10

Requested instruction.

11

There was controverted evidence at the trial that prior to obtaining the shotguns Powell called an attorney to determine whether, as a convicted felon, he could legally purchase and own firearms. It was, allegedly, on the advice of this attorney that Powell went ahead and took possession of the guns. Based on this evidence the following instruction was requested and was refused by the trial court:The defendant further claimed that he is not guilty of willful wrongdoing because he acted on the basis of advice from his attorney.

12

If the defendant before taking any action sought the advice of an attorney whom he considered competent, in good faith and for the purpose of securing advice on the lawfulness of his possible future conduct, and made a full and accurate report to his attorney of all material facts of which he has the means of knowledge, and acted strictly in accordance with the advice of his attorney given following his full report, then the defendant would not be willfully doing wrong in doing something the law forbids, as that term is used in these instructions.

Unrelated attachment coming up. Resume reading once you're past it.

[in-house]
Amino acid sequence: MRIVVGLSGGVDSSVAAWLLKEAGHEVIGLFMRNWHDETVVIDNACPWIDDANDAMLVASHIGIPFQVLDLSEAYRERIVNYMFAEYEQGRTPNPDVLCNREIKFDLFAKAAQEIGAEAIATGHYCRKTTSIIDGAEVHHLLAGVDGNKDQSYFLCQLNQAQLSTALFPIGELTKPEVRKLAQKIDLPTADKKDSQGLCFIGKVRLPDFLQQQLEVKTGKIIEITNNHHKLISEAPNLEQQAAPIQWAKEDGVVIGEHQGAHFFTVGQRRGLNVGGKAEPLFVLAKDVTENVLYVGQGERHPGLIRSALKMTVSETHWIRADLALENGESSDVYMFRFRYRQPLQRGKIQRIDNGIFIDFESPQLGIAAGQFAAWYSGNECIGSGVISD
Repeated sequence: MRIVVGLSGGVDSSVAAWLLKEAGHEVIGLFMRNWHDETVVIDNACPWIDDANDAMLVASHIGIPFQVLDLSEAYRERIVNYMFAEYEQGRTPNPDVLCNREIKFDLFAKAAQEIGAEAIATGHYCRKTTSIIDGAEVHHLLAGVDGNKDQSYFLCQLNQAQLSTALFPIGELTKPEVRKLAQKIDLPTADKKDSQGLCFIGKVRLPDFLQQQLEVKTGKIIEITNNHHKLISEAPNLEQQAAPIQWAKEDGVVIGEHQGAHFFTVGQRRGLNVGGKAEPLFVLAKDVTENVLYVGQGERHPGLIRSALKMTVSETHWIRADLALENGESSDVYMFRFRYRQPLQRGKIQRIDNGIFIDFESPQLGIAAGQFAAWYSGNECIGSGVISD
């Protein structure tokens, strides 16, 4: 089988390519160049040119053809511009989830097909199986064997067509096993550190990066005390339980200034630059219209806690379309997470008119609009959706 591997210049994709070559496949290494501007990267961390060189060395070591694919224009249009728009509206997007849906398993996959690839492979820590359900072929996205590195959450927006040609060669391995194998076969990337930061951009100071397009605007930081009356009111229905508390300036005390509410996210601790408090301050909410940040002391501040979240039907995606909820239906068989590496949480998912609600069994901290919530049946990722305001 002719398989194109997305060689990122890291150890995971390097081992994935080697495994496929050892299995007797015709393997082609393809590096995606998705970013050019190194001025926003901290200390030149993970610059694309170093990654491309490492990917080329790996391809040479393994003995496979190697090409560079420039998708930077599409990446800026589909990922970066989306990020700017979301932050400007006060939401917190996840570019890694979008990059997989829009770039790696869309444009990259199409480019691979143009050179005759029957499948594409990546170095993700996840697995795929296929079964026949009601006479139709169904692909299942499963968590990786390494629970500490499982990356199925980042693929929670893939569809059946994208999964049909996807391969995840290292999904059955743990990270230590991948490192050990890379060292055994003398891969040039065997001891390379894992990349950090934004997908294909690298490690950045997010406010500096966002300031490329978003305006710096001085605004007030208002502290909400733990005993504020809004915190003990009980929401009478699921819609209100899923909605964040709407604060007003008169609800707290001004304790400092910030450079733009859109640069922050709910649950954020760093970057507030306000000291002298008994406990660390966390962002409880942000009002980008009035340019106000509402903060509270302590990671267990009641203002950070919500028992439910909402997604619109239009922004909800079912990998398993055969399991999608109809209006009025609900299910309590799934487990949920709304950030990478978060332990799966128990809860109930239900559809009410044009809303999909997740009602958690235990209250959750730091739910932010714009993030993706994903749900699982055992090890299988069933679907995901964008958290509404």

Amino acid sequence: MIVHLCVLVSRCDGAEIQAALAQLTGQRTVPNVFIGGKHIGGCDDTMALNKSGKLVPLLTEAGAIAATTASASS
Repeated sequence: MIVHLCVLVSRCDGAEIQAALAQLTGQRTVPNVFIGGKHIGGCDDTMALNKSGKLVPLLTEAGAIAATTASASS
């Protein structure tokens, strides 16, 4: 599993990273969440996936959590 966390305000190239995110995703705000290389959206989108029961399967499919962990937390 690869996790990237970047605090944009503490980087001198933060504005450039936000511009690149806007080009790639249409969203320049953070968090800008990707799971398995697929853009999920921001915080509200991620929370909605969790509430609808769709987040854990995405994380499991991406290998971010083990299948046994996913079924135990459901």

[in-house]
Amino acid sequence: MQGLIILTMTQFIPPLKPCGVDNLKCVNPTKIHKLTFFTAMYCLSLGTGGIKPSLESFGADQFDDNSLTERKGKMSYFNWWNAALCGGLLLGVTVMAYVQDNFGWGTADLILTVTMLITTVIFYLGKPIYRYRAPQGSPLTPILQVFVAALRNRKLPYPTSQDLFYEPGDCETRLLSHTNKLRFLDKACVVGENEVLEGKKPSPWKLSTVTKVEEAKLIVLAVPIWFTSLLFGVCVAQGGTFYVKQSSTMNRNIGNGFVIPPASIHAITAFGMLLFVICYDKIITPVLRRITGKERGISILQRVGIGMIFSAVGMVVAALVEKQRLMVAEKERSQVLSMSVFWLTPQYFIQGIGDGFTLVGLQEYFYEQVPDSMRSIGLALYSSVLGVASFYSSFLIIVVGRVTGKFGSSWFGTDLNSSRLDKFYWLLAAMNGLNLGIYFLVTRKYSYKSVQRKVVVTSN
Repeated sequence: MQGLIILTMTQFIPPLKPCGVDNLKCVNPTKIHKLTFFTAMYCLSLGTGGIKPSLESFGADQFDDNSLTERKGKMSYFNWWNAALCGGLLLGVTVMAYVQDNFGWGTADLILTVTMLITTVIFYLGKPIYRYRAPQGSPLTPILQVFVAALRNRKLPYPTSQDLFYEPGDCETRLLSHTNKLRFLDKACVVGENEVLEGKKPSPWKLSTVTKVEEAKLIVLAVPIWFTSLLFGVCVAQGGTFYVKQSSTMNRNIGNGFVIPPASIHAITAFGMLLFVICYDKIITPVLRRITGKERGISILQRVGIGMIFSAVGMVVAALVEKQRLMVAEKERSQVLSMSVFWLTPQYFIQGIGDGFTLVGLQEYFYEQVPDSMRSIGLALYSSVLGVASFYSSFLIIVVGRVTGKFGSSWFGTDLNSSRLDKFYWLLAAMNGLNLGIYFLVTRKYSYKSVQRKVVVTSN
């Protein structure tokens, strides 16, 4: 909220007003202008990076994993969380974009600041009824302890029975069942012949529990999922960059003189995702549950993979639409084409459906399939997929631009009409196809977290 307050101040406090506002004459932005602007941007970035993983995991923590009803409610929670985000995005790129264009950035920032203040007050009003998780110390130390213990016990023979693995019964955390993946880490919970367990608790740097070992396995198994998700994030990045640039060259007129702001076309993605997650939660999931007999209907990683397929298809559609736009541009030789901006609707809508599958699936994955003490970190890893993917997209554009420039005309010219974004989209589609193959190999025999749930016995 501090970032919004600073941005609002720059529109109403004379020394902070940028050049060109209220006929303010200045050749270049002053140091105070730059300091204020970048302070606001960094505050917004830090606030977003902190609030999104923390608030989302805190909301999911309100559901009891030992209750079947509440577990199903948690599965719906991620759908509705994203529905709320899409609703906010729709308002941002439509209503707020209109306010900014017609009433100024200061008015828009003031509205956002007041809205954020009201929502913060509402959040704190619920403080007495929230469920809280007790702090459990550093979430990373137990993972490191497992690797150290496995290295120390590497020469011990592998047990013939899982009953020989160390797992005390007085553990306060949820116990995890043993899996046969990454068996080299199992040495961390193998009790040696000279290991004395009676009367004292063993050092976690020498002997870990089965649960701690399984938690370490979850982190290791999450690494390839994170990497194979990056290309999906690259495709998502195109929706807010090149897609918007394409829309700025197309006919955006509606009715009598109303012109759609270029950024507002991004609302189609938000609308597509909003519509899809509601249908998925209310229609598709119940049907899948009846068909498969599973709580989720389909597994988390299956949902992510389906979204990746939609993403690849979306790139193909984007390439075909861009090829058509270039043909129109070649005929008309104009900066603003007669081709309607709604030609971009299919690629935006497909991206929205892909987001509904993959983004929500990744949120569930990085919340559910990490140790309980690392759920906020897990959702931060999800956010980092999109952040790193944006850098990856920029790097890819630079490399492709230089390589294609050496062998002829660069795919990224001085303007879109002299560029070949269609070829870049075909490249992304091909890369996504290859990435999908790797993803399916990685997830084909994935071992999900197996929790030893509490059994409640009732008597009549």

13

Such an instruction "is appropriate only in a limited class of cases, in which willful action is an essential element, and legal problems are present." 1 E. Devitt & C. Blackmar, Federal Jury Practice and Instructions § 16.15 (2d ed. 1970). It is warranted only where the crime charged involves willful and unlawful intent. Williamson v. United States, 207 U.S. 425, 453, 28 S.Ct. 163, 52 L.Ed. 278 (1908).

14